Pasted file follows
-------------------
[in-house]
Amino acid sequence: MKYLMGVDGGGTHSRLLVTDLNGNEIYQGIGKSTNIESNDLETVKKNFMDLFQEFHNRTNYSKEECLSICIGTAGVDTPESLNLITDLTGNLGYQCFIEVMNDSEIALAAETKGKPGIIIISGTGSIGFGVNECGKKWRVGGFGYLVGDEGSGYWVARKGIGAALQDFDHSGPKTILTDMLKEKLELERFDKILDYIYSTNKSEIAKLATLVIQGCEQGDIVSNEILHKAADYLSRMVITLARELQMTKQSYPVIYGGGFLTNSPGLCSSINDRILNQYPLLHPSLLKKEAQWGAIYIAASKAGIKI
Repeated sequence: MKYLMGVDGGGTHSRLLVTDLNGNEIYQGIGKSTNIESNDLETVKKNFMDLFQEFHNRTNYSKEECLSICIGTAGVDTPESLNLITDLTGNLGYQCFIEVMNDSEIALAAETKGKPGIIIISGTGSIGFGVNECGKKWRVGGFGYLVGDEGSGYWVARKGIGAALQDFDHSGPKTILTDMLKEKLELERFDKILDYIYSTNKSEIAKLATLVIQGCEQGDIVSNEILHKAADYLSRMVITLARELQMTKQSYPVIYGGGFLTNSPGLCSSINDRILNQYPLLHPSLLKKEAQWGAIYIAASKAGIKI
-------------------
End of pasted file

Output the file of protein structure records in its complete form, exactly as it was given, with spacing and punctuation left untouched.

[in-house]
Amino acid sequence: MKYLMGVDGGGTHSRLLVTDLNGNEIYQGIGKSTNIESNDLETVKKNFMDLFQEFHNRTNYSKEECLSICIGTAGVDTPESLNLITDLTGNLGYQCFIEVMNDSEIALAAETKGKPGIIIISGTGSIGFGVNECGKKWRVGGFGYLVGDEGSGYWVARKGIGAALQDFDHSGPKTILTDMLKEKLELERFDKILDYIYSTNKSEIAKLATLVIQGCEQGDIVSNEILHKAADYLSRMVITLARELQMTKQSYPVIYGGGFLTNSPGLCSSINDRILNQYPLLHPSLLKKEAQWGAIYIAASKAGIKI
Repeated sequence: MKYLMGVDGGGTHSRLLVTDLNGNEIYQGIGKSTNIESNDLETVKKNFMDLFQEFHNRTNYSKEECLSICIGTAGVDTPESLNLITDLTGNLGYQCFIEVMNDSEIALAAETKGKPGIIIISGTGSIGFGVNECGKKWRVGGFGYLVGDEGSGYWVARKGIGAALQDFDHSGPKTILTDMLKEKLELERFDKILDYIYSTNKSEIAKLATLVIQGCEQGDIVSNEILHKAADYLSRMVITLARELQMTKQSYPVIYGGGFLTNSPGLCSSINDRILNQYPLLHPSLLKKEAQWGAIYIAASKAGIKI